As parents, we make it our life’s mission to give our children the best that our purses and imaginations can conjure.
Nothing less than the best will do for our children, we tell ourselves. So fierce is our love for our children that it seems to consume us, making every other priority of our lives shrink in comparison.
We make spoken and unspoken promises to ourselves, regarding the sort of care we will give our offspring. We will give them the best to help them soar, to realise their potential and to enable them to hold their own in a world that, unfortunately, will not view them with the high regard that we do.
We get so fixated on our desire to give them the best that money can buy, we often overlook the need to give them the things that money cannot.
We get so carried away in our desire to give them the things that we didn’t have when we were growing up, we forget to give them the things that we did have growing up.
I’m not a great one for buying toys for my children. Having grown up in a SITK (Single Income Three Kids) family where the budget was often stretched thin, I have learned to regard thrift as a virtue. Reduce, reuse and recycle are not just some catchy mantras for me. They are credos by which I live my life. Credos that I seek to inculcate in my children.
Most of the gifting I do happens in honour of my kids’ birthdays. Of course, I do buy them things on impulse, things that I think they might like. Mostly clothes or books, or even small clips, crayons and drawing and colouring books and odds and ends that might inspire them with a sense of novelty.
But whenever the thought of gifting them something arises, both the Husband and I like to think big. Beyond a Made-in-China toy that might not live to see the morrow. Or an expensive gadget or remote controlled toy, for that matter.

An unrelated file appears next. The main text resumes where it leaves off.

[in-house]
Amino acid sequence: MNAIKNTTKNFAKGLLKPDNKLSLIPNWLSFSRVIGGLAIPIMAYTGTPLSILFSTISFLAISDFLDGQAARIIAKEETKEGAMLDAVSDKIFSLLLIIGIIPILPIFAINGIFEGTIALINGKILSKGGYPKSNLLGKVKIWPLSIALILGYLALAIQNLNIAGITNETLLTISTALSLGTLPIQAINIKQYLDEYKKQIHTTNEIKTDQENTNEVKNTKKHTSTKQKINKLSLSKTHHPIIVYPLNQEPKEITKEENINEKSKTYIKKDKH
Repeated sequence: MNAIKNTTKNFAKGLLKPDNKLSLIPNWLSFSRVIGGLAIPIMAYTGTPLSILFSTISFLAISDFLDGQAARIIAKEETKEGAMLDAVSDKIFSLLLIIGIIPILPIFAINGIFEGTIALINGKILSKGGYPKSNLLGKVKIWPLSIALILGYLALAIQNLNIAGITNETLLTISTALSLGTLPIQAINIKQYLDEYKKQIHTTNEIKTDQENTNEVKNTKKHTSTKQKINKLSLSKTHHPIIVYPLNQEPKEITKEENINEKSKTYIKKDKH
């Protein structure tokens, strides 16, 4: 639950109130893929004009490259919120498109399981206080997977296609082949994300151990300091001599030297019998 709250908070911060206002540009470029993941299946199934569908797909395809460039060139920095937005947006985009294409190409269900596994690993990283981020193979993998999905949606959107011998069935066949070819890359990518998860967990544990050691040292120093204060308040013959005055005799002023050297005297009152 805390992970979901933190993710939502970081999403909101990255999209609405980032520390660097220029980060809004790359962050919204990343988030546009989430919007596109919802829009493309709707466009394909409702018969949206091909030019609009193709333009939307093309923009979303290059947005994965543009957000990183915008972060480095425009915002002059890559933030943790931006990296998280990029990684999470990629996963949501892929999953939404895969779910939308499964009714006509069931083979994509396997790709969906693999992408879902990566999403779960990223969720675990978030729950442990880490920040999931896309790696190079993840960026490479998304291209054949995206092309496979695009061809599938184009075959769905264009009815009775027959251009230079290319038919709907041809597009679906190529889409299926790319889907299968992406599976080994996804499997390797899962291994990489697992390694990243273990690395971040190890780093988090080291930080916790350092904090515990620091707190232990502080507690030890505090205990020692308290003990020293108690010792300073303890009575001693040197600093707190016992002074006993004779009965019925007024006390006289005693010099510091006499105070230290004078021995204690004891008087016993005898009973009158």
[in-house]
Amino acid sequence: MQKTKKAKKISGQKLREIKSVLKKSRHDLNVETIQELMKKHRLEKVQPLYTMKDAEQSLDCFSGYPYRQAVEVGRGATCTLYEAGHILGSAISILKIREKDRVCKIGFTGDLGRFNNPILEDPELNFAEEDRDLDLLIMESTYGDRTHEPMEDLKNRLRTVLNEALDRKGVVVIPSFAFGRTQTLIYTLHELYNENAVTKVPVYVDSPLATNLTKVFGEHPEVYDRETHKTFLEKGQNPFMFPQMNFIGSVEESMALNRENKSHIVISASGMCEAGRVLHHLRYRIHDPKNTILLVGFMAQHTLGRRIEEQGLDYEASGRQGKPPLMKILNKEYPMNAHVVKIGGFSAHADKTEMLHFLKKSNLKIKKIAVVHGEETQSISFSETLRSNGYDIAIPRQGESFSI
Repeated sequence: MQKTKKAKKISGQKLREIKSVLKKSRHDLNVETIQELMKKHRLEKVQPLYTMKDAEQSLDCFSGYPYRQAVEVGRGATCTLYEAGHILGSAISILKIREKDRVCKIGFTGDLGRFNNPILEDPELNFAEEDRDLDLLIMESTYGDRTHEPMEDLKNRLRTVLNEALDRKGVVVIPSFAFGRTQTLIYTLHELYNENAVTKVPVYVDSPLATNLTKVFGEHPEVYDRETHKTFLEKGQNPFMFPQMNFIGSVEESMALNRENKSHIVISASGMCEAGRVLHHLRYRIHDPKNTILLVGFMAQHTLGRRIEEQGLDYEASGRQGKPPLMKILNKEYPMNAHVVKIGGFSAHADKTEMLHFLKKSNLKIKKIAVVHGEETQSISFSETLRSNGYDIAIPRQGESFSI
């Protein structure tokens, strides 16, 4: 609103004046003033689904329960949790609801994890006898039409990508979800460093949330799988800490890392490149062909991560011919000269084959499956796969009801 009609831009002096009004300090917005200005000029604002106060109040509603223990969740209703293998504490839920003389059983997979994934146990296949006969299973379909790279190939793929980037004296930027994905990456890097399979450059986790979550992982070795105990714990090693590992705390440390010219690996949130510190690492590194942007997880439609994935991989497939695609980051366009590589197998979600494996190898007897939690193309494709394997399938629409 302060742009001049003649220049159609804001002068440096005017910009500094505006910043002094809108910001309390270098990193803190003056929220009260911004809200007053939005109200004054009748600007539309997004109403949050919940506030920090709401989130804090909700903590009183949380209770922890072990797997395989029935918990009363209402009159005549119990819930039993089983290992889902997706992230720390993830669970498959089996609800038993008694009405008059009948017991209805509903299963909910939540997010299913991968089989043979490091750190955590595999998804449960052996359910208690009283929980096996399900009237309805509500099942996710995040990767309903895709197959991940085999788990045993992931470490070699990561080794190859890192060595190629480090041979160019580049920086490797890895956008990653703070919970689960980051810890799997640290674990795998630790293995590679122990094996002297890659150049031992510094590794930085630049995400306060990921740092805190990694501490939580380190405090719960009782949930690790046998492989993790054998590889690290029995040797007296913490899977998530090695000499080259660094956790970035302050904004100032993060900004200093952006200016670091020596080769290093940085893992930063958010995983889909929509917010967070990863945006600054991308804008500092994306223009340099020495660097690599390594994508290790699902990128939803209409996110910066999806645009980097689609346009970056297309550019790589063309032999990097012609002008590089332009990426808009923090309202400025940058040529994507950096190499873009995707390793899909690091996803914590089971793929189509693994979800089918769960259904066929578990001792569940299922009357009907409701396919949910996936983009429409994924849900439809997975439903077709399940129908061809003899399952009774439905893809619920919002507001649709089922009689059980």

A very famous quote, attributed to more than one person, goes: “There are only two lasting bequests we can give our children. One of these is roots, and the other, wings.”
This quote has had a profound influence on me. It has become the philosophy that colours my choice of gifts for my children. I believe that every big gift that we buy for our kids should make a substantial investment in their lives, and should give strength either to their wings or their roots.
Here are the five gifts that I would like to give my two children, known on my blog as La Niña and El Niño.
1) The most immediate gift I would like to give them is the gift of my TIME and PRESENCE. As children, my brothers and I were fortunate enough to have parents who were fully invested in our lives. They were interested in the small and big events of our lives, and were always willing to listen and talk to us about the profundities and inanities that occupied our minds. Their deep involvement in our lives and their unconditional love and acceptance have touched me deeply.
Children live in the here and now. They are too young to remember the past, or care about the future. They long to have their parents play a more active, vital and participative role in their lives. One that goes beyond buying them the basic necessaries and hoping they will amuse themselves with some trinkets and gadgets while the grownups go chasing after the items on their own to-do lists.